WASHINGTON – President Bush on Wednesday rejected entreaties by his Republican allies that he compromise with Democrats on legislation to renew a popular program that provides health coverage to poor children, saying that expanding the program would enlarge the role of the federal government at the expense of private insurance.
The president said he objects on philosophical grounds to a bipartisan Senate proposal to boost the State Children’s Health Insurance program by $35 billion over five years. Bush has proposed $5 billion in increased funding and has threatened to veto the Senate compromise and a more costly expansion being contemplated in the House.
“I support the initial intent of the program,” Bush said in an interview with the Washington Post after a factory tour and discussion on health care with small-business owners in Landover, Md. “My concern is that when you expand eligibility … you’re really beginning to open up an avenue for people to switch from private insurance to the government.”
The 10-year-old program, which is set to expire Sept. 30, costs the federal government $5 billion a year and helps provide health coverage to 6.6 million low-income children whose families do not qualify for Medicaid but cannot afford insurance on their own.
About 3.3 million additional children would be covered under the proposal developed by Senate Finance Committee Chairman Max Baucus, D-Mont., and Republican Sens. Charles Grassley, of Iowa, and Orrin Hatch, of Utah, among others. It would provide a total of $60 billion over five years, compared with $30 billion under Bush’s proposal. And it would rely on a 61-cent increase in the federal excise tax on cigarettes, to $1 a pack, an increase Bush opposes.
Grassley and Hatch, in a joint statement this week, implored the president to rescind his veto threat. They warned that Democrats might seek an expansion of $50 billion or more if there is no compromise. They also said Bush should drop efforts to link the program’s renewal to his six-month-old proposal to replace the long-standing tax break for employer-based health insurance with a new tax deduction that would help people pay for insurance regardless of whether they get it through their jobs or purchase it.
“Tax legislation to expand health insurance coverage is badly needed, but there’s no Democratic support for it in the SCHIP debate,” said Grassley, the ranking Republican on the finance committee. “In the meantime, our SCHIP initiative in the finance committee takes care of a program that’s about to expire in a way that’s more responsible than current law and $15 billion less than the budget resolution calls for.”
But Bush said he was not persuaded.
“I’m not going to surrender a good and important idea before the debate really gets started,” Bush said. “And I think it’s going to be very important for our allies on Capitol Hill to hear a strong, clear message from me that expansion of government in lieu of making the necessary changes to encourage a consumer-based system is not acceptable.”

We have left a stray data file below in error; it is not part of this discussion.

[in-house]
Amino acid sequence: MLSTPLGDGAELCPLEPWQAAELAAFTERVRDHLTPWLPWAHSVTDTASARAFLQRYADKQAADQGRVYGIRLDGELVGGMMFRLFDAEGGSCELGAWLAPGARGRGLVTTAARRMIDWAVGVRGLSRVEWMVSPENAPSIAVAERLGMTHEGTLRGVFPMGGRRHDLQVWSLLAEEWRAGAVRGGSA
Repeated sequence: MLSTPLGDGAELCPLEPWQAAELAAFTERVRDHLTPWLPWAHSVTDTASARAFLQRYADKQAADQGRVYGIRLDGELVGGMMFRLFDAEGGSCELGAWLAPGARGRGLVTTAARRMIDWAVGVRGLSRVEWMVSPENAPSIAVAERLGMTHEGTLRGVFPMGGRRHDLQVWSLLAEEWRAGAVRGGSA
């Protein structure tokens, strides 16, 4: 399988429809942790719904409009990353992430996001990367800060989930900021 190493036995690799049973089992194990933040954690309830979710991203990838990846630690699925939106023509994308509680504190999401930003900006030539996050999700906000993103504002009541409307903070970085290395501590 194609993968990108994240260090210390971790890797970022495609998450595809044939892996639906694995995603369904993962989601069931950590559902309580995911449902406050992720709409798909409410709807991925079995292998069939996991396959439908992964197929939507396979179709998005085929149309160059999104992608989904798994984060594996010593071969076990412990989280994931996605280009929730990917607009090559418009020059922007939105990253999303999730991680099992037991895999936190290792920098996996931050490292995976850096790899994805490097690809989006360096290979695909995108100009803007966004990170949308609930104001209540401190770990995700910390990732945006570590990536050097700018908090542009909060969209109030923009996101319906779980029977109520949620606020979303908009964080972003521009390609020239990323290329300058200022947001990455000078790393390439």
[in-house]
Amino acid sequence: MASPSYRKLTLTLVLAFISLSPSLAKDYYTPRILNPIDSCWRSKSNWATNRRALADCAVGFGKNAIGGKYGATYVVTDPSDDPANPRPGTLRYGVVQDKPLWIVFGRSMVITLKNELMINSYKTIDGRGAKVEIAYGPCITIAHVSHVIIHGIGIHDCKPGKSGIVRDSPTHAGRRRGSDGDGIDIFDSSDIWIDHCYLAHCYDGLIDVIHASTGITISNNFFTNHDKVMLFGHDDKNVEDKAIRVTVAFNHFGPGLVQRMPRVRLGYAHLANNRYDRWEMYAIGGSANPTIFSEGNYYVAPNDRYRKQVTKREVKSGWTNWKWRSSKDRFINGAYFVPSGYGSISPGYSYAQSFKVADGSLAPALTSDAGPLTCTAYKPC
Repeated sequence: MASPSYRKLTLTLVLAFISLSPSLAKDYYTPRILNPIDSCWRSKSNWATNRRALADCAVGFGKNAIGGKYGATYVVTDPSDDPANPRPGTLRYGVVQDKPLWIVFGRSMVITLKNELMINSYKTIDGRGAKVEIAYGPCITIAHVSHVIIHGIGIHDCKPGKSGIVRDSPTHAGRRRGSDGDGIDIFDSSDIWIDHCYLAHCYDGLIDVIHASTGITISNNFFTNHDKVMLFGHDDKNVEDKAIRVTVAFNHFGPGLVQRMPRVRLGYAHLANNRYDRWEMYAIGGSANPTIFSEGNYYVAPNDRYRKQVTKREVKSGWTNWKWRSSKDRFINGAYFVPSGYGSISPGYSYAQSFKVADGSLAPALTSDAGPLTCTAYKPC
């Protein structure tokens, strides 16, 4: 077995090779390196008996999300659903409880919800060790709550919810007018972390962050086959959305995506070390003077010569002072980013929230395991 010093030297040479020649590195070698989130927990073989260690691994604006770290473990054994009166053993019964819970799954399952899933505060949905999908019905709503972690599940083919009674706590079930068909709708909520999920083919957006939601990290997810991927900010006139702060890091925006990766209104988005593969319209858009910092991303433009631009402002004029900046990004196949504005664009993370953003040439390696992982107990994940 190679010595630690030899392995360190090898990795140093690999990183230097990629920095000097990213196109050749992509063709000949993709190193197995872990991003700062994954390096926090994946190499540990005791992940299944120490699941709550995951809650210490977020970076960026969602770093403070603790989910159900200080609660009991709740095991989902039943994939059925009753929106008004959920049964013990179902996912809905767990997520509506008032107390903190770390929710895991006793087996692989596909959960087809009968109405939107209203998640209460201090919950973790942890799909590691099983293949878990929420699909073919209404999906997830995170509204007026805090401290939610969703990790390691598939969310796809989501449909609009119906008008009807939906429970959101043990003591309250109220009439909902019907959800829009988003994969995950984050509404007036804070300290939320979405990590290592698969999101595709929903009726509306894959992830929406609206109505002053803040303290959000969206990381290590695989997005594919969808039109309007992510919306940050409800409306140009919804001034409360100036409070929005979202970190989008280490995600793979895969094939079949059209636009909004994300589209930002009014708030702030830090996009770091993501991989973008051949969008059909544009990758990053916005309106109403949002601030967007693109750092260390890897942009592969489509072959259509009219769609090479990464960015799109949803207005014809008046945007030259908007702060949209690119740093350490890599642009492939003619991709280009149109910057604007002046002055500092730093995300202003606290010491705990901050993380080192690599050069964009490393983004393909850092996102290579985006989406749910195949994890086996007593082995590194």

The Senate committee is scheduled to consider the compromise legislation today, and the House is expected to try to pass its own version before the congressional recess in August.
Rep. Rahm Emanuel, D-Ill., the Democratic caucus chairman, said he was “bewildered” that Bush was fighting expanded funding for a program supported by Republicans and Democrats alike. “This is the chance for him to finally be a uniter and not a divider,” Emanuel said. “You have consensus across party and ideology, and a unity on the most important domestic issue, health care – except for one person.”
A recent analysis by the Congressional Budget Office concluded that the program would require about $14 billion in new money over five years – on top of the current $5 billion in annual funding – merely to keep covering the same number of children, in part because of rising health care costs. Secretary of Health and Human Services Mike Leavitt, with Bush on Wednesday, said, “We disagree with that number.”
In the 15-minute interview, Bush also rejected charges by former Surgeon General Richard Carmona that administration political appointees routinely rewrote his speeches, blocked public health reports for political reasons and screened his travel.
“I can’t speak to some of the complaints the surgeon general made,” Bush said. “… He worked energetically in his job. And obviously at some point in time he became very disgruntled and spoke out about it.” Bush also said he opposed bipartisan legislation that would allow the Food and Drug Administration to regulate tobacco products, which could lead to stronger warning labels and limits on nicotine.
“We’ve always said that nicotine is not a drug to be regulated under FDA,” Bush said. Leavitt added that the FDA could be seen as giving its stamp of approval to a product “that will never be safe.”